This infill townhouse project uses a panelized wall system to relate to its surrounding historic context. Eleven units are staggered in their orientation to create a rhythm of solid and void assemblies relating to the proportions of historic buildings in the neighborhood. This idea of solid void relationships carries through to the interior where interior courtyards off the master suite are open two stories to the sky allowing daylight to penetrate deep into the units.
The facade is constructed of glass-fiber-reinforced-concrete panels. The architects worked with a local casting yard with CNC-router capabilities in developing patterns that are computer generated.
It is intended that these highly detailed panels will better fit into the block of turn-of-the-century structures with intricate brickwork and hand-crafted wood detailing. At the same time, the articulation expresses today’s technology in that the pattern is more intricate than could ever be achieved by the human hand.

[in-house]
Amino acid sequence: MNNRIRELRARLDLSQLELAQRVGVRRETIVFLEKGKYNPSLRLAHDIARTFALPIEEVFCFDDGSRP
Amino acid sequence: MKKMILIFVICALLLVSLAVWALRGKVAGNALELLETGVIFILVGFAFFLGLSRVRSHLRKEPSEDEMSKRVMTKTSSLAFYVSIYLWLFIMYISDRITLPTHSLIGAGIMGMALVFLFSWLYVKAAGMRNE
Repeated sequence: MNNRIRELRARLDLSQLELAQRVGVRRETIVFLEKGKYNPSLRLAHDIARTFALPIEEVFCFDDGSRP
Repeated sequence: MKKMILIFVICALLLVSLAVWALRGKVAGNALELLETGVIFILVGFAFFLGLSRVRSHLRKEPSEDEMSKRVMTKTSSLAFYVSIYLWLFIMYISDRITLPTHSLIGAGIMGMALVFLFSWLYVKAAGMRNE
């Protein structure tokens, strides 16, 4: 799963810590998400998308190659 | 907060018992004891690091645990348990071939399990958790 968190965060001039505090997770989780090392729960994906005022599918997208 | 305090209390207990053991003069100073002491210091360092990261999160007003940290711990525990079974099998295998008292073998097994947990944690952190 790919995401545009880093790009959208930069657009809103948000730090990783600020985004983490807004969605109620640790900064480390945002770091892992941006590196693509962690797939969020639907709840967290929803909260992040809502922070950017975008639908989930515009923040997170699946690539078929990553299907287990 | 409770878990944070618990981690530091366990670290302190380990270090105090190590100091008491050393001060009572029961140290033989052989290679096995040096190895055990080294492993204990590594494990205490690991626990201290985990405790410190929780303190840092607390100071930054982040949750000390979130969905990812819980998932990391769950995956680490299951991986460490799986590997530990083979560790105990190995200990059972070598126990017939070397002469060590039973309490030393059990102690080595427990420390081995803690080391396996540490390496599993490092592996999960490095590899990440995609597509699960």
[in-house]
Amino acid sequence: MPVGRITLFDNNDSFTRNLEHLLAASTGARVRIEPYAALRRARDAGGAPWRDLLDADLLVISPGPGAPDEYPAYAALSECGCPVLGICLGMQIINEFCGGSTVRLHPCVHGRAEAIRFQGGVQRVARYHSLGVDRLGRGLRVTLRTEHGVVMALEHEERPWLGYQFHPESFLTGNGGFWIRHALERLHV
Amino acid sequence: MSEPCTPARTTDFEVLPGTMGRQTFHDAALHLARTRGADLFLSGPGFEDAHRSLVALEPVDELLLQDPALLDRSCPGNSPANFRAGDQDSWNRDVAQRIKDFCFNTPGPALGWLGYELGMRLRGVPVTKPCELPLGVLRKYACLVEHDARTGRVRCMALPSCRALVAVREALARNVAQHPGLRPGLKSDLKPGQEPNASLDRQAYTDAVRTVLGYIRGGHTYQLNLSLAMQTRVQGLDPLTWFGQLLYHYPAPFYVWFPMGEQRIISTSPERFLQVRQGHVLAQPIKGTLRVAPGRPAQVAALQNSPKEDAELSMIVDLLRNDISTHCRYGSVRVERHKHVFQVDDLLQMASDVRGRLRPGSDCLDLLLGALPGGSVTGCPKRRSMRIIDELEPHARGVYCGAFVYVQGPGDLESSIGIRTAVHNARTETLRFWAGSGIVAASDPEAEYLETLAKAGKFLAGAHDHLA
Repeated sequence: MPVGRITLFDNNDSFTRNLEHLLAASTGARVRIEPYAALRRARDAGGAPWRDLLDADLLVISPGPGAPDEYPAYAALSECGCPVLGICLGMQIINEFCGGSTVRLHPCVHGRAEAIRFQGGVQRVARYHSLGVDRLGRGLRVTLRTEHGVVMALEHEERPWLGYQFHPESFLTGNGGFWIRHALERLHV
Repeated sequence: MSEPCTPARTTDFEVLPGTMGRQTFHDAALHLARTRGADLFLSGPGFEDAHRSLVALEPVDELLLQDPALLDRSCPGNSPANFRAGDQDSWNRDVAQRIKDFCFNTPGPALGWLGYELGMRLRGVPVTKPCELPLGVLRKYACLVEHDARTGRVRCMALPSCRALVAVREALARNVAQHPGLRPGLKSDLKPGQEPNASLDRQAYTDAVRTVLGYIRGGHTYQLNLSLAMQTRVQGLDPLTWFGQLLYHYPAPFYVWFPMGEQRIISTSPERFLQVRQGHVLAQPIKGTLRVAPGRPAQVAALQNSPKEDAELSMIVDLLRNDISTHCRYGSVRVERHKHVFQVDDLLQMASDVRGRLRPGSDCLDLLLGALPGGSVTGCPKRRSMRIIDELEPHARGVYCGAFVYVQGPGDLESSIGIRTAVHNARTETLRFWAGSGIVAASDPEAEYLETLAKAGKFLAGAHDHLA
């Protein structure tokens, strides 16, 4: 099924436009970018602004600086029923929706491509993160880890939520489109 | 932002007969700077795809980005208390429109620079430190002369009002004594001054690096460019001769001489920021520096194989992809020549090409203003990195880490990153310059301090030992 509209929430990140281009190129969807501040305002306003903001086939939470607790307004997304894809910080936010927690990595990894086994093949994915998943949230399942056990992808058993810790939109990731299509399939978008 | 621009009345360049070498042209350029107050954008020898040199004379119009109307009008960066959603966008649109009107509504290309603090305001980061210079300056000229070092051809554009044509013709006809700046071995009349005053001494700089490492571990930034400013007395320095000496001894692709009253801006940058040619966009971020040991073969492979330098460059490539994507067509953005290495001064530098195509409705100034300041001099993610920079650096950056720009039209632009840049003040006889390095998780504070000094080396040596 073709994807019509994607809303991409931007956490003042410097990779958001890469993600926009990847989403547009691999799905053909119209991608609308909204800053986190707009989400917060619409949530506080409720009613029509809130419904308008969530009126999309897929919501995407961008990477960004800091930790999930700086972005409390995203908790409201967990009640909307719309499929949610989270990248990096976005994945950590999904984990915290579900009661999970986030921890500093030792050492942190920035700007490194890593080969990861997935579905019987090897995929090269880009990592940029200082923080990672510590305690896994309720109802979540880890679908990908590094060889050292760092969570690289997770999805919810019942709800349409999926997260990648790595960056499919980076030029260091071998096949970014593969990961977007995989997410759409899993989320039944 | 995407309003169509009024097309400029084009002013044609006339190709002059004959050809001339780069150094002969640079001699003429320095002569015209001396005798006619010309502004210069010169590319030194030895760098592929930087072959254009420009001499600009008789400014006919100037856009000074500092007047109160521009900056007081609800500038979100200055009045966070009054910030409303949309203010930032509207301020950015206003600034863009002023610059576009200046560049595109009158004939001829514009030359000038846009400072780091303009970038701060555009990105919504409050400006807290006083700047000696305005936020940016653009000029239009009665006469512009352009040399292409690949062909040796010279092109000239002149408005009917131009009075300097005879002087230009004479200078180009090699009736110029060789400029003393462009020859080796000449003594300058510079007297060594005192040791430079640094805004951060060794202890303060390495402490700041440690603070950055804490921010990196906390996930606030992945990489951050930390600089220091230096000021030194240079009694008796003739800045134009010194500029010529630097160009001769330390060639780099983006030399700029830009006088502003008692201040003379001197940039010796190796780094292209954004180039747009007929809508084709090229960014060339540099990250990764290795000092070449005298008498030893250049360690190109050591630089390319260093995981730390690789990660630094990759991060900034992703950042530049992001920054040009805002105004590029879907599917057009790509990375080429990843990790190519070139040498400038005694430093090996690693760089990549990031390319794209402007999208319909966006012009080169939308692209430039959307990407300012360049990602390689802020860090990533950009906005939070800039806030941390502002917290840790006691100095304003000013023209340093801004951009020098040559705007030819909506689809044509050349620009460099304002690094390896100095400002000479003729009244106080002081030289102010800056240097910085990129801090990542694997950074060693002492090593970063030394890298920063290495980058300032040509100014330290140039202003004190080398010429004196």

A network of balconies off the kitchens and dining rooms create a trellis over the drive aisle connecting the two buildings and further articulating the alternating building forms.